Redstone first argued that it was not foreseeable that any delays in completion of the wall would cause MarkWest to lose profits because Allen’s design-build contract was separate from the contracts to construct the processing plant. The appeals court rejected this argument, finding that the business court heard evidence demonstrating that Redstone was aware that MarkWest’s wall construction was needed to permit the expansion of its gas processing plant at the project site.

Redstone next argued that MarkWest’s delay damages claims were based on unreliable testimony by MarkWest’s expert. Redstone claimed that the expert “ignored the impact of delays” by parties other than Redstone and that even MarkWest’s actions significantly delayed completion of the project, according to the opinion. This, too, was rejected by the appeals court, which generally found that the business court had considered each of these points.

Redstone’s final argument was based on its belief that the business court erroneously interpreted the subcontract to require Redstone to indemnify Allen. Redstone argued that Allen was barred from recovering from Redstone because of the following subcontract provision: “Redstone will not be liable for any additional costs, penalties, or back charges due to liquidated, actual, or consequential damages.”

In response, Allen argued that the quoted language “does not relieve liability for consequential damages but only as to costs, penalties, or back charges due to such damages.” Allen also cited the Damages for Subcontractor Delay provision of the subcontract, which stated, in part, that Allen “may suffer financial loss if the Work is not completed within the times specified. ... (Redstone) shall pay to (Allen) its actual damages, including those damages paid to (MarkWest) or others by (Allen) attributable to (Redstone’s) failure to timely perform.”

The appeals court agreed with Allen. It found that the language cited by Redstone did not broadly waive consequential damages. Moreover, the language of the Damages for Subcontractor Delay clause addressed directly the case at hand, as Allen was ordered to pay $2.65 million to MarkWest, which was an “actual damage,” some of which was “attributable” to Redstone’s failure to timely perform the construction.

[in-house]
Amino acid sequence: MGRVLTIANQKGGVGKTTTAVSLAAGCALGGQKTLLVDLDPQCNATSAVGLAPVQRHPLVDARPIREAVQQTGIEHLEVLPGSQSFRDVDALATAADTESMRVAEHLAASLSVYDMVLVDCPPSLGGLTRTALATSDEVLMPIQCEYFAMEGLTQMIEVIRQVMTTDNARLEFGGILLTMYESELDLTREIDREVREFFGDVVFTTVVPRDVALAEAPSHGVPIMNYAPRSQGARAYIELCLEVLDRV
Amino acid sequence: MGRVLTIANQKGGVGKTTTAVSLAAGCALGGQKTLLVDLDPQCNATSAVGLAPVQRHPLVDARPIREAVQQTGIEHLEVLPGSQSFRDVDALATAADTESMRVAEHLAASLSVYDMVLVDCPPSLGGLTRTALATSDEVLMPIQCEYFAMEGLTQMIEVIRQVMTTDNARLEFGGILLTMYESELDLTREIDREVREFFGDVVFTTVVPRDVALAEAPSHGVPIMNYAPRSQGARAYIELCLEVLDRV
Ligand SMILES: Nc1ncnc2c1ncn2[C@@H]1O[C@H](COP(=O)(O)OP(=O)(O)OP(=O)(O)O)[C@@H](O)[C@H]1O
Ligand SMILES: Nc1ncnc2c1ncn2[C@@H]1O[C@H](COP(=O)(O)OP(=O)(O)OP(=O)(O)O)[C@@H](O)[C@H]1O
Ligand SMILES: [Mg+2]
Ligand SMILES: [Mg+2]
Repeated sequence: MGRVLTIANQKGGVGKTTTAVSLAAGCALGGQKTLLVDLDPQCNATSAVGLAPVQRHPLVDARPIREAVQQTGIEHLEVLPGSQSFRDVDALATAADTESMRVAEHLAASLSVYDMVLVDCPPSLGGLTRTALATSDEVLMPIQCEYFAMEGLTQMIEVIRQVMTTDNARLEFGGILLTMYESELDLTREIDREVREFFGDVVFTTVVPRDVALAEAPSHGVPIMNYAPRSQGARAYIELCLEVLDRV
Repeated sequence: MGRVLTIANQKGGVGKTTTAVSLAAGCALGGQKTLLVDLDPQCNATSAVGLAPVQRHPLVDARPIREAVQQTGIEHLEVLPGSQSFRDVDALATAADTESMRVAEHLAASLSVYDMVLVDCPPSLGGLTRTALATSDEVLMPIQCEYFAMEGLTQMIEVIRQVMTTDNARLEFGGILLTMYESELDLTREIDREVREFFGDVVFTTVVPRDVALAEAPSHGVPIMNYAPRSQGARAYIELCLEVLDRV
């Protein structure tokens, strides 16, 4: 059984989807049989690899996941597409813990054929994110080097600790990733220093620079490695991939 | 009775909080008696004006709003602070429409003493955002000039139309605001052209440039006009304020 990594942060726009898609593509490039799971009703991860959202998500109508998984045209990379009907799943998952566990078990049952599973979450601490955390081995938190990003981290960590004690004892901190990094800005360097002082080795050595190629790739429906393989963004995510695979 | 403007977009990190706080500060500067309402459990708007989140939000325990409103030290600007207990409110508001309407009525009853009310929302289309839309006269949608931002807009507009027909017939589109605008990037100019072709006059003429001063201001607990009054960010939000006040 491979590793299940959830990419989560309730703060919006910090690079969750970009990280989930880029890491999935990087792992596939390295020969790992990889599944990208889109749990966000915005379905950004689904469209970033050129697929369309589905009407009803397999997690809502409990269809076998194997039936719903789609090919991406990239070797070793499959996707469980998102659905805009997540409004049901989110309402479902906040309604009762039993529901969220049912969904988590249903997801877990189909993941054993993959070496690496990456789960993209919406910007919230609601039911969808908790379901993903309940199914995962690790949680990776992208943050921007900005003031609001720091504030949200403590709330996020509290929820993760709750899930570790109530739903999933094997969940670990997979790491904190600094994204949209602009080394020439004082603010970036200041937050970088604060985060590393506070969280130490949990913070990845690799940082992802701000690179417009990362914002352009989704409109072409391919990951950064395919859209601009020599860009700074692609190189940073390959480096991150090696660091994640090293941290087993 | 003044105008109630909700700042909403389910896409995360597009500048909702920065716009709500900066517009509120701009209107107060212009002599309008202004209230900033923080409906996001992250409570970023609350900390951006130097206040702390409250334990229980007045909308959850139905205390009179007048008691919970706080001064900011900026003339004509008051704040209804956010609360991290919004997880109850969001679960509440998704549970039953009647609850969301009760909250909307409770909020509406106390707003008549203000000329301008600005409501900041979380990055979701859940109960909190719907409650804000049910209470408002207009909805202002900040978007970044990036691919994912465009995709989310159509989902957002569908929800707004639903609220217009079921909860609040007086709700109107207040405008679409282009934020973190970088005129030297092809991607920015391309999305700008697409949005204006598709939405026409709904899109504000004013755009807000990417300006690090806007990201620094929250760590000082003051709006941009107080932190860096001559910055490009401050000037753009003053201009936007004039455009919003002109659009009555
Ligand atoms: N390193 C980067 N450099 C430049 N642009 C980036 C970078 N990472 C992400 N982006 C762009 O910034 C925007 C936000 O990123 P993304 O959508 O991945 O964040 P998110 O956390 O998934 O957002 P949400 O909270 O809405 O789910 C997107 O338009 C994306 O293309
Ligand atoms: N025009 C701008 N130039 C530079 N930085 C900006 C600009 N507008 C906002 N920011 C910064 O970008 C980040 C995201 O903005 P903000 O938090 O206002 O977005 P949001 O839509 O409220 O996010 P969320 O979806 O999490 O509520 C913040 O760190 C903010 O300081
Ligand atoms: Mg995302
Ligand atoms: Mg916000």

The business court found that Redstone’s untimely performance resulted in $1.5 million of the $2.65 million judgment entered against Allen in favor of MarkWest.

The analysis

Redstone had a nearly $6.6 million subcontract and was found liable for nearly a quarter of that subcontract value based on lost profits to the project owner. By the evidence presented, the court found that Redstone’s deficient performance caused three months of project delay.

The Damages for Subcontractor Delay clause is not an unusual clause, and by its plain reading it exposed Redstone to the results of this litigation. Perhaps Redstone thought that the clause addressing “liquidated, actual, or consequential damages” would protect it. In this case it did not, and both the business and appeals courts’ decisions are logical when one looks at this clause.

The clause does not read like a typical waiver of consequential damages clause and in combination with the Damages for Subcontractor Delay clause, supports the courts’ decisions.

A couple other takeaways from this case are noteworthy. It is not unusual to have experts disagree on excusable delay, concurrent delay, and allocation of delay among parties. This is a reminder that parties need to have experts who take credible positions and do not simply espouse extreme positions to maximize the positions of their clients.

While we do not know for certain what happened before the business court, it appears that it significantly discounted (and maybe even fully disregarded) MarkWest’s expert’s opinion.

A related point to remember is the view taken by some that it is too difficult for an entity to prove lost profits, so that is not really a practical risk that should be considered. While it may be hard to prove these damages, it is not impossible, as evidenced by this case. In fact, there are many other reported decisions in which lost profits for delay have been awarded.

It is far better for parties to agree in advance on the loss associated with a delay and quantify that in a liquidated damage formula. This not only substantially eliminates the challenge of proving delay damages, but it enables the contracting parties to understand their exposures. 

Michael C. Loulakis ([email protected]) is the president and CEO of Capital Project Strategies LLC in Reston, Virginia. Lauren P. McLaughlin ([email protected]) is a partner of Smith, Currie & Hancock LLP in Tysons, Virginia.

This article first appeared in the September/October 2023 print issue of Civil Engineering.